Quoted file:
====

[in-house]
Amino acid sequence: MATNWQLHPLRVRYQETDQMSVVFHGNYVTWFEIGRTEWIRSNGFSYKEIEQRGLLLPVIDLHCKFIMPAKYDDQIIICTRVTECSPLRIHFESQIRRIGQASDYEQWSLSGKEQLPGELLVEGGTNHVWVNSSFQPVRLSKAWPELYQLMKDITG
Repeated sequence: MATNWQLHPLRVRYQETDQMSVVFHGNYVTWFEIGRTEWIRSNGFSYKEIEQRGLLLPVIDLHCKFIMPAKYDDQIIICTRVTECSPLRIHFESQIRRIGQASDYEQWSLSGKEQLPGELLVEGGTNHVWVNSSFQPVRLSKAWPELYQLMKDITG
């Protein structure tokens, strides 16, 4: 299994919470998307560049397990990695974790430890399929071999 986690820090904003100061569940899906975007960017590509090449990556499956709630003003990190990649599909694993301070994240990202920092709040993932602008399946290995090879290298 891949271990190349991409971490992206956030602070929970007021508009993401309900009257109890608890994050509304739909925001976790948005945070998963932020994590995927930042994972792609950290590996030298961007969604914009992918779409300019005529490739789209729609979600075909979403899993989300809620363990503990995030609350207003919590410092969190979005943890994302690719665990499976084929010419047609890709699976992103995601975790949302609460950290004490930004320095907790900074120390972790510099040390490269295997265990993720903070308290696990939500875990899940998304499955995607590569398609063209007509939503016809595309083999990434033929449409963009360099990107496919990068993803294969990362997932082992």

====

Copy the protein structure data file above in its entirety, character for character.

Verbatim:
[in-house]
Amino acid sequence: MATNWQLHPLRVRYQETDQMSVVFHGNYVTWFEIGRTEWIRSNGFSYKEIEQRGLLLPVIDLHCKFIMPAKYDDQIIICTRVTECSPLRIHFESQIRRIGQASDYEQWSLSGKEQLPGELLVEGGTNHVWVNSSFQPVRLSKAWPELYQLMKDITG
Repeated sequence: MATNWQLHPLRVRYQETDQMSVVFHGNYVTWFEIGRTEWIRSNGFSYKEIEQRGLLLPVIDLHCKFIMPAKYDDQIIICTRVTECSPLRIHFESQIRRIGQASDYEQWSLSGKEQLPGELLVEGGTNHVWVNSSFQPVRLSKAWPELYQLMKDITG
């Protein structure tokens, strides 16, 4: 299994919470998307560049397990990695974790430890399929071999 986690820090904003100061569940899906975007960017590509090449990556499956709630003003990190990649599909694993301070994240990202920092709040993932602008399946290995090879290298 891949271990190349991409971490992206956030602070929970007021508009993401309900009257109890608890994050509304739909925001976790948005945070998963932020994590995927930042994972792609950290590996030298961007969604914009992918779409300019005529490739789209729609979600075909979403899993989300809620363990503990995030609350207003919590410092969190979005943890994302690719665990499976084929010419047609890709699976992103995601975790949302609460950290004490930004320095907790900074120390972790510099040390490269295997265990993720903070308290696990939500875990899940998304499955995607590569398609063209007509939503016809595309083999990434033929449409963009360099990107496919990068993803294969990362997932082992």